This research points to a larger problem wherein there is no consensus among British and Canadian policy circles that systemic racism—let alone Islamophobia—is a real security concern or that knowledge from people experiencing racial violence is a valid source of information in defining systemic racism. The reality, according to Abu-Bakare, is that practitioners are only willing to address matters of social injustice that “do[ ] not inherently undermine their position.” Thus, continuing to call out how whiteness is prioritized within political institutions is critical to support future anti-racist action.  

Informing Practice  

In the early morning hours of March 26th, 2024, the Francis Scott Key Bridge in Baltimore, Maryland, collapsed after a cargo ship accidentally collided with it. The collapse of the bridge along with the closing of the Port of Baltimore ushered in an emergency response, revealing key economic and human security concerns detailed by the city’s mayor, Brandon Scott. In a bizarre turn of events, right-wing critics referred to Scott as the “DEI mayor”  and linked the bridge collision and collapse to DEI policies. Implicating the Maryland state governor Wes Moore as well, Utah Republican Phil Lyman commented that emergencies like these “happen[ ] when you have Governors who prioritize diversity over the wellbeing and security of citizens.” It is no coincidence that Brandon Scott and Wes Moore are Black men and subjected to meritless, racist attacks as elected officials. The accusation that DEI policies are responsible for the bridge collapse is ridiculous but part of a larger conservative effort to root out DEI policies from public life—from universities to government agencies.    

Like efforts to define and respond to Islamophobia in the U.K. and Canada, diversity, equity, and inclusion (DEI) policies in the U.S. are intended to confront white supremacy and various manifestations of systemic racism. The popularity of such policies skyrocketed in 2020/2021 following the murder of George Floyd. Today, DEI drives the ire of many conservative leaders and is part of the focus among the Trump campaign and allies to subvert the “interpretation of Civil Rights-era laws to focus on ‘anti-white racism.’” To be clear, “racism equals power plus prejudice” so the idea of “anti-white racism” or “reverse racism” is an incorrect interpretation of historical and modern racial realities wherein white people maintain control over economic and political power while entrenching systems that dominate other racial groups. Attempts to focus on “anti-white racism” therefore reaffirm racist and violent institutions and white people’s domination over others. This political backlash to DEI initiatives is yet another example of institutionalized white supremacy.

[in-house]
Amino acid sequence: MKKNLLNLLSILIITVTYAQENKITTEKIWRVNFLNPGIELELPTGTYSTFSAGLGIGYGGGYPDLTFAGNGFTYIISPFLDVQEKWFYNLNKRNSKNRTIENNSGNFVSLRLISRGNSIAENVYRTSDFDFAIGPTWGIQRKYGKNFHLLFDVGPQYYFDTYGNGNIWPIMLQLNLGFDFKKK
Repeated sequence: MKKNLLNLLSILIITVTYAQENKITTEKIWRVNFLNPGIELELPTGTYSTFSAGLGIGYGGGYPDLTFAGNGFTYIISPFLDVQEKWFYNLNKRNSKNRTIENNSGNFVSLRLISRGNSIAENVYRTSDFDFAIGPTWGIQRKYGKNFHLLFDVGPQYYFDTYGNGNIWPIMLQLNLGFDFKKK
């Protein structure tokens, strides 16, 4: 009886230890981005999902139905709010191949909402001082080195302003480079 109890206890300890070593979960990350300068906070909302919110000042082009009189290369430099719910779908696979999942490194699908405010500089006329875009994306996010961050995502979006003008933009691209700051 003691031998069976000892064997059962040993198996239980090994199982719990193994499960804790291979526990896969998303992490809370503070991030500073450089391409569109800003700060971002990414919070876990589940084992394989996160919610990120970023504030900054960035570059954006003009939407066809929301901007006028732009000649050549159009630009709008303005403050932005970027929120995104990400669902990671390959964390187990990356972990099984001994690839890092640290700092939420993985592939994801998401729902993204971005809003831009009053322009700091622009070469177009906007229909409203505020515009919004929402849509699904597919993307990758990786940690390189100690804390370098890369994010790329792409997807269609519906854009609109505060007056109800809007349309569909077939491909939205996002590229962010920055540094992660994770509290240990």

There has been a waning interest in DEI since 2020/2021, and the peace and security field is not immune from this trend. The effects of systemic racism in the policy and practice of peace and security have been well-documented, including the ways in which aid and funding is structured, how knowledge is produced and expertise is defined, and the demographic make-up of the field. These are still systemic issues that need to be addressed and require long-term, committed action. Importantly, this research also calls on those of us in peace and security to deeply reflect on and understand our own role in perpetuating systemic racism. Systemic racism is a form of violence and one that disproportionately harms people of color. In this political moment, it becomes even more critical to publicize our commitment to DEI as part of a larger body of work to mitigate violent conflict. [KC]

Continued Reading

DuBois, W. E. B. (1925). Worlds of color. Foreign Affairs, 3(3), 423–444. (open access) 

Operario, D., & Fiske, S. T. (1998). Racism equals power plus prejudice: A social psychological equation for racial oppression. In J. L. Eberhardt & S. T. Fiske (Eds.), Confronting racism: The problem and the response (pp. 33–53). Sage Publications, Inc.  

Peace Direct. (2021). Time to decolonize aid: Insights and lessons from a global consultation. Retrieved April 11, 2024, from   

Peace Science Digest. (2022). Racism as a foundation of the modern world. Retrieved April 11, 2024, from  


Decolonizing Wealth Project:  

Women of Color Advancing Peace and Security (WCAPS):  

Keywords: racism, whiteness, counterterrorism, islamophobia

Photo credit: Wikimedia Commons